The Los Angeles Police Department received 122 calls for service over a one-year period prior to May 2012 within a two-block radius of a proposed 7-Eleven store that wishes to sell beer and wine on York Boulevard and Tonawanda Avenue.
According to a copy of a May 28, 2012 letter written by LAPD Chief Charlie Beck to Morella Herrera, licensing representative of the Department of Alcoholic Beverage Control in Los Angeles, seven businesses within the ABC census tract of the proposed 7-Eleven were licensed to sell alcoholic beverages.
“There are four Off-Sale ABC licenses and four On-Sale license locations, but only three [of each type] are permitted within the census tract,” according to the letter, which refers to “Alcoholic Beverage Control File No. 521964.”
Patch obtained a copy of the letter from the office of Council member José Huizar on Wednesday, when a scheduled public hearing on the planned 7-Eleven project was postponed indefinitely by City of Los Angeles Associate Zoning Administrator Fernando Tovar because of insufficient public outreach on the part of the applicants.
If the proposed 7-Eleven is granted a new ABC license for off-sale (consumption of alcohol—beer and wine only in this case—off the premises in original, sealed containers), there will be a total of five such licenses within that particular census tract (#1834.00), the letter states.
The neighborhood already has “other establishments that offer Off-Site sales, which, based on its very nature, invites loitering, narcotics activity, and drinking in public violations,” says the letter. “Based on the above-stated facts, the Northeast Area Vice Unit strongly opposes the granting of an ABC license for this establishment. The Northeast Area Vice Unit, although supportive of local businesses, strongly believes that another ABC Off-Site licensed location in this community would not be beneficial or support the needs and health of the community as a whole.”
Developers for the proposed 7-Eleven stress that without a “Type 20” off-sale beer and wine license that they have requested, neither the store nor the commercial center planned around it would be financially viable.
The issue has become increasingly controversial lately. At Wednesday’s scheduled public hearing in City Hall, for example, three people who said they live near the planned site on Tonawanda Avenue told Patch that they oppose the presence of a 7-Eleven there.
Margaret Arnold, a board member of the Highland Park Chamber of Commerce who attended the public hearing, told Patch that the chamber officially opposed the proposed 7-Eleven last week "on the basis of not needing more chain businesses, more alcohol and traffic on side streets" along York Boulevard.
Last Thursday, the Land Use Committee of the Eagle Rock Neighborhood Council recommended a conditional approval of the proposed 7-Eleven as the key tenant in a $3.3-million commercial center that would be located at 4515-4527 E. York Blvd. and 1507 N. Tonawanda Ave., in the premises of the former Casa Princesa café, which doubled as a Sign-A-Rama store. The matter will be discussed and possibly voted on by the full ERNC board at its monthly meeting at Eagle Rock City Hall on Feb. 5.
Among the provisions of the ERNC Land Use Committee’s conditional approval was that beer and wine be sold only from noon through 10 p.m. and that no more than 20 percent of the profits from the proposed 7-Eleven’s gross sales be from alcohol.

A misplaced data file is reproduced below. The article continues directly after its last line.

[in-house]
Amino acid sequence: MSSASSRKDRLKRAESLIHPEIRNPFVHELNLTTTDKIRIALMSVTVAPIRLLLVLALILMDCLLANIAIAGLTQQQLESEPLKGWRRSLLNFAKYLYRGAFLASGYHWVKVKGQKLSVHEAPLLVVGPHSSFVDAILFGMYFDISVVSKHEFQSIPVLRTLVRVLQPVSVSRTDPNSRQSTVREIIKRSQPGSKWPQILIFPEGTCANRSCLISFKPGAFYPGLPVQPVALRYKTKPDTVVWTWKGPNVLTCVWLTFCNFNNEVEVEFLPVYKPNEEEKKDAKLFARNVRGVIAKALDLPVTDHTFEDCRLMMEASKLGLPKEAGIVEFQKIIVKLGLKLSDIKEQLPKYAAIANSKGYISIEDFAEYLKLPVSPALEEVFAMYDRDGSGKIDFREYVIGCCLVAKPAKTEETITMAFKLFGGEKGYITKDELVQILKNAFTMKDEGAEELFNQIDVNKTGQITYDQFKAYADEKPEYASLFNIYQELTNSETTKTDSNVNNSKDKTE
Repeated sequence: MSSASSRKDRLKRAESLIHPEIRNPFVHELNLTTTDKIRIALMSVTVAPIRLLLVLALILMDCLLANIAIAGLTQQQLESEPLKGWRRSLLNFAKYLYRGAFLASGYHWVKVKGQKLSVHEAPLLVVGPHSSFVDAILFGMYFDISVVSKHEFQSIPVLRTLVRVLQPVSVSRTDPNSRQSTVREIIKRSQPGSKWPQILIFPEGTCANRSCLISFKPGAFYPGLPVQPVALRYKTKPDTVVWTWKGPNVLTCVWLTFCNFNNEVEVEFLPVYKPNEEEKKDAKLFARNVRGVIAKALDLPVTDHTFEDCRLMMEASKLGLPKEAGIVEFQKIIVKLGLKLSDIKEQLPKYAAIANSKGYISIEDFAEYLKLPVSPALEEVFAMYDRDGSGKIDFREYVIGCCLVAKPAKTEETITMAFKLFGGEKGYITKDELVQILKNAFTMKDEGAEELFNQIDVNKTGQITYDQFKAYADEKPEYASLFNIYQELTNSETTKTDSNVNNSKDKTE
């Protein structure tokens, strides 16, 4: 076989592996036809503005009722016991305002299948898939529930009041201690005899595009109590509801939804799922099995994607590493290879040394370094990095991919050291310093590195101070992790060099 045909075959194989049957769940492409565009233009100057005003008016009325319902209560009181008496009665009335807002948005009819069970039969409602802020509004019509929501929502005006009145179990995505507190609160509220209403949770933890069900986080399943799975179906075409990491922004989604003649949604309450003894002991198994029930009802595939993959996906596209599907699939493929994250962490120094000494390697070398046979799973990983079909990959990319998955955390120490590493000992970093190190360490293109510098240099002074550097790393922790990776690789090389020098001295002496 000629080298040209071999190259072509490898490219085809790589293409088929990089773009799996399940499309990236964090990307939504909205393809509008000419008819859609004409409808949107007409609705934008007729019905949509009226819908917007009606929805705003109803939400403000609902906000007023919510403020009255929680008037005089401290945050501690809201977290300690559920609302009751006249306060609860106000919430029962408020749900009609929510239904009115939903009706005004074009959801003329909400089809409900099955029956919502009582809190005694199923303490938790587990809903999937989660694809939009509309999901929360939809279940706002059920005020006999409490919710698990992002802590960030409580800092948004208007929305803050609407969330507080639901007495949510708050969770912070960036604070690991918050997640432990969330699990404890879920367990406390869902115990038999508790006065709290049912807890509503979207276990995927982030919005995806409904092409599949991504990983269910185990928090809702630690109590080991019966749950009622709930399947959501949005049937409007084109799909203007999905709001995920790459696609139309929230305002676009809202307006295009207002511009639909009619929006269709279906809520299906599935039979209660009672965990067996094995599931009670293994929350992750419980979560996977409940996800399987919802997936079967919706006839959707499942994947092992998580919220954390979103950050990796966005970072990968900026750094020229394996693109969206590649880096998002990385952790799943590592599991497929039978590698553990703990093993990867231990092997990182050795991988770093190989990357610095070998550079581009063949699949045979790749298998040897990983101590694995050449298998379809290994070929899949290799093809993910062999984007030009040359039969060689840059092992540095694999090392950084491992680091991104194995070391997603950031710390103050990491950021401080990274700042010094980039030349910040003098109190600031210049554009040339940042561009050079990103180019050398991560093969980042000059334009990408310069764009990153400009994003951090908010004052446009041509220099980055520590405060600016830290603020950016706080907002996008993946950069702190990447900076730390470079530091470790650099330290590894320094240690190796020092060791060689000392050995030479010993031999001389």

The latter provision is, however, not enforceable because there’s no law that limits the amount of profit that a convenience store can make from alcohol sales, Council District 14 Area Director Zenay Loera told Patch shortly before Wednesday’s public hearing was deferred.
According to a consultant for the proposed 7-Eleven, the opposition to the store from nearby residents is a relatively recent phenomenon that he did not encounter while meeting with locals over the past six months or so.
“I’ve spoken to at least 20 people in the community who said they support the project,” the consultant, David Degan, told Patch. The shopping center planned around the 7-Eleven would create roughly 44 jobs and “inject $1.7 million per year in the local community just from the income revenue of the center’s employees,” Degan said, adding: “The key word for last year was jobs, the key word for the year before was jobs, the key word for this year is jobs—we’re taking a blighted corner of the neighborhood and investing $3 million in it.”
Degan’s contention was echoed by Peter Hilton, chairman of the ERNC Land Use Committee until last October. In a comment Tuesday about last week’s Patch article on the committee’s conditional approval of the 7-Elven project, Hilton remarked:
“This is not just about a 711, it’s about a development that brings life to an area that was vacant land property that attracted crime and graffiti.”
As the committee’s chairman, said Hilton, he “walked the area and spoke to the residents around the proposed development, and no one was against it, in fact most were for it, and not one person came to the meetings to vote or speak against it.”
At Wednesday’s scheduled public hearing in City Hall, Tom Bergerson, a retail architect for 7-Eleven, told Associate Zoning Administrator Tovar that the LAPD’s crime statistics for the area around the proposed commercial complex were based on an “empty, vacant site.”
Allowing a 7-Eleven to open on the long-neglected site would dampen crime, the architect argued. “We feel that if there’s a new business in there those crime rates would go down," he said.
Project consultant David Degan invites readers to comment about the proposed 7-Eleven and what he might be able to do to help resolve criticisms of the project. Comments can also be sent to Vanessa Soto (email@example.com) in the Department of City Planning.